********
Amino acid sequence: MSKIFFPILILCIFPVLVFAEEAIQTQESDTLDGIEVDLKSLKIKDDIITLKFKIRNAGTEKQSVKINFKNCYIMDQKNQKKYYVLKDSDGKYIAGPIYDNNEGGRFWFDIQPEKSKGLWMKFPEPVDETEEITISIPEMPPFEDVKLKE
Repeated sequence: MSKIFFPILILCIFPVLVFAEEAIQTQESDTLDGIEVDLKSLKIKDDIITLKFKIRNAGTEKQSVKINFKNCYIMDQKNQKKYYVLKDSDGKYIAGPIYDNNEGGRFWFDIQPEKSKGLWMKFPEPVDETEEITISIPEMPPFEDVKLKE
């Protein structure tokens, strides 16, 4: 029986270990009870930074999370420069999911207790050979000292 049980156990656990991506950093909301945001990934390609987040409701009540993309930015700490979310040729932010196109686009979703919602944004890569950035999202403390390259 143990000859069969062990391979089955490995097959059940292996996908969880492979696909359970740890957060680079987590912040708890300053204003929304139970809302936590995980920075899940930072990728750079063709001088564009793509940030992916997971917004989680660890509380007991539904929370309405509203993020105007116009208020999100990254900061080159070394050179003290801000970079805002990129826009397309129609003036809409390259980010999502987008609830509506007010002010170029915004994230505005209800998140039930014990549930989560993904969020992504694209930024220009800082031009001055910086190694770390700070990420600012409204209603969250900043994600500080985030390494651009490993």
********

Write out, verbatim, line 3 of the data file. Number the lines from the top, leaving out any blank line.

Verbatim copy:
């Protein structure tokens, strides 16, 4: 029986270990009870930074999370420069999911207790050979000292 049980156990656990991506950093909301945001990934390609987040409701009540993309930015700490979310040729932010196109686009979703919602944004890569950035999202403390390259 143990000859069969062990391979089955490995097959059940292996996908969880492979696909359970740890957060680079987590912040708890300053204003929304139970809302936590995980920075899940930072990728750079063709001088564009793509940030992916997971917004989680660890509380007991539904929370309405509203993020105007116009208020999100990254900061080159070394050179003290801000970079805002990129826009397309129609003036809409390259980010999502987008609830509506007010002010170029915004994230505005209800998140039930014990549930989560993904969020992504694209930024220009800082031009001055910086190694770390700070990420600012409204209603969250900043994600500080985030390494651009490993």